Effective Operation

Utilities must search for ways to get more from their limited resources.

In today's municipal world, where utility departments are continually asked to do more with less, efficiency is critical. Funds are limited, resources are precious, and manpower is often stretched thin. If your system or your operations are inefficient, tasks that should be simple will become more time- and labor-intensive. Emergency situations will become more complicated and will be a greater strain. You'll struggle to stay on top of maintenance, and that will only make the situation worse.

The folks at Daphne Utilities in Daphne, Ala., know a thing or two about efficiency. The utility, profiled in this issue of MSW, has undergone a significant transformation in recent years. At one time the town had a terrible environmental record, but with new management and a new approach, it has made a dramatic turnaround.

"The phrase 'good enough for government work' angers me every time I hear it because it represents waste and inefficiency," says general manager Rob McElroy. "We have to work hard to overcome that. There was a time when being 'good enough' might have been good enough, but that time has gone. In a downturned economy, our customers don't have the money to fund regular rate increases for what they perceive as poor service from uncaring employees and the inefficient use of the money already given to us. We want to bring more efficiency into our system, to run like a business."

While it's not uncommon to hear public officials and political candidates talk about running government like a business, it's less common to actually see the proper manifestation of the mantra. McElroy and his crew haven't turned their utility into a cold, faceless entity where the bottom line is everything; they've turned their utility into a responsible arm of government where fiscal sensibility is critical and great customer service is the bottom line.

Rather than cutting and cutting until all the flesh has been peeled from the utility's cast iron and concrete skeleton, they have found new efficiencies and innovative new ways to meet their goals without placing an inordinate burden on the local taxpayers.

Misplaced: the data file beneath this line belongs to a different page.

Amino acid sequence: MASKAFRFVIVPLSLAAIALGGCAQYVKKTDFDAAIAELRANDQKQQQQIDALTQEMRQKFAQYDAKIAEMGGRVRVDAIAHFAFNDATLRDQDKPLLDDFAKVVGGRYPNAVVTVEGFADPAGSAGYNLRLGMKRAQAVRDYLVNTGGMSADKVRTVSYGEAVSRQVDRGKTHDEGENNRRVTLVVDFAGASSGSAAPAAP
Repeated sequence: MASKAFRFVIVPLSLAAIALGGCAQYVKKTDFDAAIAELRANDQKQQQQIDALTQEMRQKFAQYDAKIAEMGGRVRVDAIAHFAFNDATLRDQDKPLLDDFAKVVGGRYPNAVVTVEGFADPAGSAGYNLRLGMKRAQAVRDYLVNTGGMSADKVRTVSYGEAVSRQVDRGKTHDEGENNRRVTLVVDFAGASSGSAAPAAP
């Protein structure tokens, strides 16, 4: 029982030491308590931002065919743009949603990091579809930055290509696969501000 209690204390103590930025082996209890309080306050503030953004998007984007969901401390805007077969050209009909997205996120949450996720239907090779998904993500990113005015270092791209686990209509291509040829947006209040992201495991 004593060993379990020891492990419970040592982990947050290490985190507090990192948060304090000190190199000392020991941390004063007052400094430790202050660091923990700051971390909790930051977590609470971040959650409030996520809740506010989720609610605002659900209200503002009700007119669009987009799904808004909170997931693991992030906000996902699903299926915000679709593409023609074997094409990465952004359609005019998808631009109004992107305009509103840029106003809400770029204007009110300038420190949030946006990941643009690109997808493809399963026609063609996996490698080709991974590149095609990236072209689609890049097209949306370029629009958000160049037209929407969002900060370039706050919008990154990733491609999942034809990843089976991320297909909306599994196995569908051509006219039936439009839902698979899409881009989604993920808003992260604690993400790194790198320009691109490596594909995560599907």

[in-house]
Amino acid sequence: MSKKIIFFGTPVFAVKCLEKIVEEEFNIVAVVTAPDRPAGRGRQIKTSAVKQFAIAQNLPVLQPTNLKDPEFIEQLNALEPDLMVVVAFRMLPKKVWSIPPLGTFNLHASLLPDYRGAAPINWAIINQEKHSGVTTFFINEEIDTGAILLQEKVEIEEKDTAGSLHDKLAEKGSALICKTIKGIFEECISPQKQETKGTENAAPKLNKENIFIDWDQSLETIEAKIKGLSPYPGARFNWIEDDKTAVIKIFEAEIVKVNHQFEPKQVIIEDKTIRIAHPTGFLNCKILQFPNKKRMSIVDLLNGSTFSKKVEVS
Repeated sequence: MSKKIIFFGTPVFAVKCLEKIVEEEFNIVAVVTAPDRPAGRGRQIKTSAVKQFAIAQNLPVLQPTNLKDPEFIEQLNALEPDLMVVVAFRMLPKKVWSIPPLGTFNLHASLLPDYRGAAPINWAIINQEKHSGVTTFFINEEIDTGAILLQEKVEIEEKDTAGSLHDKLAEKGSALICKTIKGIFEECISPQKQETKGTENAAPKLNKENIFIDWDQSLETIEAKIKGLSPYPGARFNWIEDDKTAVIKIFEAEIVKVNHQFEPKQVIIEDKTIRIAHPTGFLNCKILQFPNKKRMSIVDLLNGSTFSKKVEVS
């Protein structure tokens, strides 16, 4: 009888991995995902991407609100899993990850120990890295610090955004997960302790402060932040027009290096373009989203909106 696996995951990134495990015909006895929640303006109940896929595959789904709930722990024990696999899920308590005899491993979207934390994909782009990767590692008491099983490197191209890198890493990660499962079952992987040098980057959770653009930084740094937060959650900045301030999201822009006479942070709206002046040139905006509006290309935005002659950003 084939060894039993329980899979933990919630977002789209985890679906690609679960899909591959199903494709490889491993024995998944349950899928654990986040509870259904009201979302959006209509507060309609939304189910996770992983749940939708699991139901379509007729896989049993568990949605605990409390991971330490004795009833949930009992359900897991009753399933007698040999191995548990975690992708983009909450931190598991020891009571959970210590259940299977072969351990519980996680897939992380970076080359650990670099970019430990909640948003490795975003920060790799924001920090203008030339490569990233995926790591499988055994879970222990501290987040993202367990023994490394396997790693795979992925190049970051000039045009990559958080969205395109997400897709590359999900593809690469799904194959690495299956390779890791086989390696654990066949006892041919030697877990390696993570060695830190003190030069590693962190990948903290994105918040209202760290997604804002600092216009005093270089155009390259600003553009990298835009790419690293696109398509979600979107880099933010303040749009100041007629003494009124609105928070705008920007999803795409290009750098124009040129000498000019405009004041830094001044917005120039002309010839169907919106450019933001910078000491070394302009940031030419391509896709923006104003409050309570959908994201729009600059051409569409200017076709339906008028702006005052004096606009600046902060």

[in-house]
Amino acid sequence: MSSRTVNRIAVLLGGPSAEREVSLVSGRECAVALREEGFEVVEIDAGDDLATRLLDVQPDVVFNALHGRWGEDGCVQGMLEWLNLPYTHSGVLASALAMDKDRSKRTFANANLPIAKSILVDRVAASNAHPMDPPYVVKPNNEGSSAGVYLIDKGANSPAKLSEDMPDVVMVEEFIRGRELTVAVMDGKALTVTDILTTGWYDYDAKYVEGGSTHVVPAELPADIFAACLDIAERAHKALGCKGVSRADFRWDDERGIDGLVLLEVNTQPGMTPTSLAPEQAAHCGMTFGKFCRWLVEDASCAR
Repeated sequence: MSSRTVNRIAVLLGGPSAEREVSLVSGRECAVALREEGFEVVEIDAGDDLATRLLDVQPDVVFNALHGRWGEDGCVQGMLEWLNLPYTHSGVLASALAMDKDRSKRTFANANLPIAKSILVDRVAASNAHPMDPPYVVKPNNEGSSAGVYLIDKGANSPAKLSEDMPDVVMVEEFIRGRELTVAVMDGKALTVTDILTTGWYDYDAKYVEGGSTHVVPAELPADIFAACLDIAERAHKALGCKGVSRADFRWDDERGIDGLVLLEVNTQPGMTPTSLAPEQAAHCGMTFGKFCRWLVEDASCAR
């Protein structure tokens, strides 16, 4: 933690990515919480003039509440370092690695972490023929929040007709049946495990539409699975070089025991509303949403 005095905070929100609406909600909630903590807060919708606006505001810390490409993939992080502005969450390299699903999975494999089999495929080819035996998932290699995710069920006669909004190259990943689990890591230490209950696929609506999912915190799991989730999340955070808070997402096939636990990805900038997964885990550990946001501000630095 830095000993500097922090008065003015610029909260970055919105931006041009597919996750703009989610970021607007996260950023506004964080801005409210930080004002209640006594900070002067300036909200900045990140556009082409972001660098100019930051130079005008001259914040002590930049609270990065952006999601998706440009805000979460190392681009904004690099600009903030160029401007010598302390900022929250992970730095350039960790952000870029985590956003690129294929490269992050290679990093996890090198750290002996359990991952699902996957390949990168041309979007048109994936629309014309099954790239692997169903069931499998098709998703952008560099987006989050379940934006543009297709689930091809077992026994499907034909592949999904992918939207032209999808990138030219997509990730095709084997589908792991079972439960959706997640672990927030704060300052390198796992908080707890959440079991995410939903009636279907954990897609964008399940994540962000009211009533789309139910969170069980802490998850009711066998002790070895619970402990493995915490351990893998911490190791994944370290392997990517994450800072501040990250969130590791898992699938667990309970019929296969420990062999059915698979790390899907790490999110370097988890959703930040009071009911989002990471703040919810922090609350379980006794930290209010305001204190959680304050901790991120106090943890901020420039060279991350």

It's a difficult task, but one that all municipal utilities must take on.

Aurora, Ill., also featured in this issue, has gone about improving efficiency in a different way. The city has invested heavily to separate combined sewers and develop green infrastructure to naturally treat stormwater. As a result, the city isn't paying to treat stormwater, and the local waterways are cleaner.

The city had previously planned on installing several hundred feet of storm sewers to serve the area around a local park. Instead, three bioretention basins were installed along the parkway. The project proved to be a huge success due to its operational and cost efficiencies. While installing storm sewers would have cost $140,000, the bioretention basins cost just $70,000. More rain gardens are planned, and the cost will be less than half what it would cost to make similar improvements with gray infrastructure. That's wise use of the taxpayers' dollars, and a blueprint for efficiency.

Perhaps your utilities have already taken on similar projects, but maybe these stories can serve as your own blueprint for more efficient operations and happier customers. That's our hope.

Enjoy this month's issue.


Comments on this site are submitted by users and are not endorsed by nor do they reflect the views or opinions of COLE Publishing, Inc. Comments are moderated before being posted.